The water monitor lizard, biawak locally, commands admiration. On Komodo, of course, his cousins grow to an enormous size, but here his max seems to be about seven feet. I’ve already seen several on this current visit to Malaysia. The first two were slinking in drains alongside the road, one of them right in the middle of town, bless him. But the finest one was yesterday.
The top left hand tip of theisland of Penang is jungle-covered hills slanting into the sea, and this is now designated a National Park. The northern westbound road, after servicing the tourist strip of Batu Ferringgi, approaches this point and then ducks left to pass the Penang Butterfly Farm and wind its way down to a town called Balik Pulau or The Back of Beyond as this must surely translate into English. Where it makes the left turn has always been called The End of The World. I had been here before, many years ago, driving a borrowed car, and at that time it was empty enough to justify a degree of self-congratulation simply in stopping here, leave alone undertaking a walk described in an old book about Penang Trails, a walk along a roughly beaten track skirting the shoreline, meeting no-one. Only on this return trip have I summoned the courage to repeat this walk, though I have often thought about it. I took the bus to Teluk Bahang, The End of The World, and was the last passenger aboard when we got there.
But far from being a spot of desolation, making one feel like Cary Grant in North By Northwest, the terminus is now transformed. You find yourself right outside the gates of a large centre for Penang National Park. You need to go into the reception area to register your intended itinerary, in case of emergency, and then you pass through the gateway and proceed down a concrete pathway, well swept and spacious. Those who have laid out this walkway allow you to luxuriate in it for a certain time, as the butterflies come and go and the cicadas keep up a background of noise. But just so you know – it won’t last, enjoy it while you may; it gives way to a proper Malaysian jungle trail just up round the bend past the river.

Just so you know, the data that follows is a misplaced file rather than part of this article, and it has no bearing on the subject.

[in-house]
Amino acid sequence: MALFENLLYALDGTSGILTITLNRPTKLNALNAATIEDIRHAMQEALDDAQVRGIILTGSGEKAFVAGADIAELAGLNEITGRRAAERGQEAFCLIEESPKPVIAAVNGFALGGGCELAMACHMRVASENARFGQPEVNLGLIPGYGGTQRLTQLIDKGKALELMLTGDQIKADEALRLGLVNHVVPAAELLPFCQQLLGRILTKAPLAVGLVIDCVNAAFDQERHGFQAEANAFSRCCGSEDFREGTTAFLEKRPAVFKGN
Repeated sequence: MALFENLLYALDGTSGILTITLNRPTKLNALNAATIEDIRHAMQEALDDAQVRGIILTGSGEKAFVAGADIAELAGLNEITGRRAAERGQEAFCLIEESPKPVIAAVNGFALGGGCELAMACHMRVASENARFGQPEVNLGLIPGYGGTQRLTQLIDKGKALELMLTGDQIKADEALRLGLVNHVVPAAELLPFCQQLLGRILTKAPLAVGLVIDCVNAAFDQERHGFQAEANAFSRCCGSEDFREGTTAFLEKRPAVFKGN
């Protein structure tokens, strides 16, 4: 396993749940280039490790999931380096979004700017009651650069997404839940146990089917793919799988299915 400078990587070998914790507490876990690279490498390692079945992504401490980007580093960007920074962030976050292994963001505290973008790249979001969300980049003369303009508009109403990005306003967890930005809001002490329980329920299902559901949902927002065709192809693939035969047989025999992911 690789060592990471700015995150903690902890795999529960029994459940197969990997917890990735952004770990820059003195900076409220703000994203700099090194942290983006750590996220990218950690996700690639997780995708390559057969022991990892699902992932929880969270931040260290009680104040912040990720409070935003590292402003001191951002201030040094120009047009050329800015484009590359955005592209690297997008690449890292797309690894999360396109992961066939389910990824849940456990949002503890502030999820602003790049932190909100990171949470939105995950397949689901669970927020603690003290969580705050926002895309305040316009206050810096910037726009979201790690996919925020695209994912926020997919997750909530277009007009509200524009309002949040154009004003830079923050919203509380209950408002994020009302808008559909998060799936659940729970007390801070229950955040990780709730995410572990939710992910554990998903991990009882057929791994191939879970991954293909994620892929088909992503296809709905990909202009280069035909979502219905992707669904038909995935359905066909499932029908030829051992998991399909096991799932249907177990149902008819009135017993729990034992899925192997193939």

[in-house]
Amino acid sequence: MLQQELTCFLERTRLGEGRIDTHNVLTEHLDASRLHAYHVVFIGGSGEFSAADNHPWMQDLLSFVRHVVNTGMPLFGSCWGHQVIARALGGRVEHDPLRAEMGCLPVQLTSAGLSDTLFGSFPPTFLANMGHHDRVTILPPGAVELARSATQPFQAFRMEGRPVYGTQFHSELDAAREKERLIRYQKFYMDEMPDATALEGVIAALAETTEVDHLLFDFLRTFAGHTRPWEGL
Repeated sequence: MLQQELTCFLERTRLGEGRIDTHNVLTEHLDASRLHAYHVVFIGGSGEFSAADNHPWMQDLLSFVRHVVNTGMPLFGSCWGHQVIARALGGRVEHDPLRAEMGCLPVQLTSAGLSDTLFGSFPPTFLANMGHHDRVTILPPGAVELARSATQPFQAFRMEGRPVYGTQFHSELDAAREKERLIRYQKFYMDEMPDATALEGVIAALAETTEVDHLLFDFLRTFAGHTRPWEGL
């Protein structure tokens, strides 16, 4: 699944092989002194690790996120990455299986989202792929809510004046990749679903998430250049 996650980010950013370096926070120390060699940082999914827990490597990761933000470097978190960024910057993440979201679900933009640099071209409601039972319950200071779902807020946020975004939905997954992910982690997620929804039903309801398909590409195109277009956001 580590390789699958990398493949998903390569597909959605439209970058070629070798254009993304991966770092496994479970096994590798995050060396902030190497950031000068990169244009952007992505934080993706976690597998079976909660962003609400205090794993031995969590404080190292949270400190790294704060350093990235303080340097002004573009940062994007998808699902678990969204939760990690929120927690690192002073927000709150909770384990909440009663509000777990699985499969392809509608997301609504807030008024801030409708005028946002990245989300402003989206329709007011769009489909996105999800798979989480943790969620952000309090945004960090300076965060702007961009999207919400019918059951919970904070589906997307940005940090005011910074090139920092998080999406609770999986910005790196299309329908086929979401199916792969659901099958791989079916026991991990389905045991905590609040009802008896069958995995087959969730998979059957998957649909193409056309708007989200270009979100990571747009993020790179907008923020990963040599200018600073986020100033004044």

The efficient young official at the Centre has given me a permit, marked 1 Pax, but in fact no-one is sitting at the entrance to verify that I have one.
No pets, no littering, no inappropriate dressing, no lewd behaviour, OK? Lewd behaviour is snogging, to judge from the illustration on the notice.
We are heading out on the levellest trail, round the coastline to a deserted beach called Monkey Beach. Normally there is an option to strike left to a canopy walk, but thankfully this is presently tutup for maintenance (it’s busted). Be glad of this, as one has previously ascended to a canopy trail and it is very uphill work, and when you get to the canopy walk it is scary and wobbly. We will content ourselves with looking up at the jungle and not across to it, still less down on it.
The paved section ends all too soon and the hard work begins. Steps are provided for the steepest ups and downs as the path surmounts boulders by the beach and seeks passage between soaring palms and goodness-knows-what trees. Elsewhere you pick your own way amongst tree roots and stones.
A rustling below; stand and watch. Thick, long, cautious, orange-spotted, sharp-nosed, a biawak emerges from the undergrowth and inquires with his tongue of the crab holes in the sand. His feet are twice the size of my hands.
I am a king of the tropical rainforest. Yes, I know about all that redevelopment over there, about those sky high white buildings, and I have occasionally been annoyed by those boats that come and go, but let me assure you of this: you can build all you like, let off fireworks, drive your buses, but this is only a flash in the pan. Time will come when me and my fellows will inspect the vestiges of your activities with all of the unconcern with which I currently overlook these old dead shells on the beach here.
Ti-i-ime is on my side, Yes it is!
The End of the World is nigh.
Up and down, up and down, the fat white tourist proceeds, sweating. His hat is soggy. His bag is irritating. He is overtaken by troops of healthy youngsters from Europe. Not one of them pauses to ask: Fancy a snog? Would you like to see me in less appropriate clothing? I got some! On they go, undoubtedly to reach Monkey Beach with success, a consummation, alas, totally outwith my own capabilities, as I turn back having reached only the jetty belonging to the University Marine Research Facility, where I was able to photograph an enormous hermit crab and glare at a half-hearted macaque. Well, it’s a beach isn’t it? And that’s a monkey, right? So I got to Monkey Beach, didn’t I? I should cocoa!
One pax returned to the office to sign out. If accompanied I would have been two pax. A pax is a person. An Italian is a pax Romana. Pax in Terra is somebody who is very frightened.
Written in paradise. Illustrations to follow.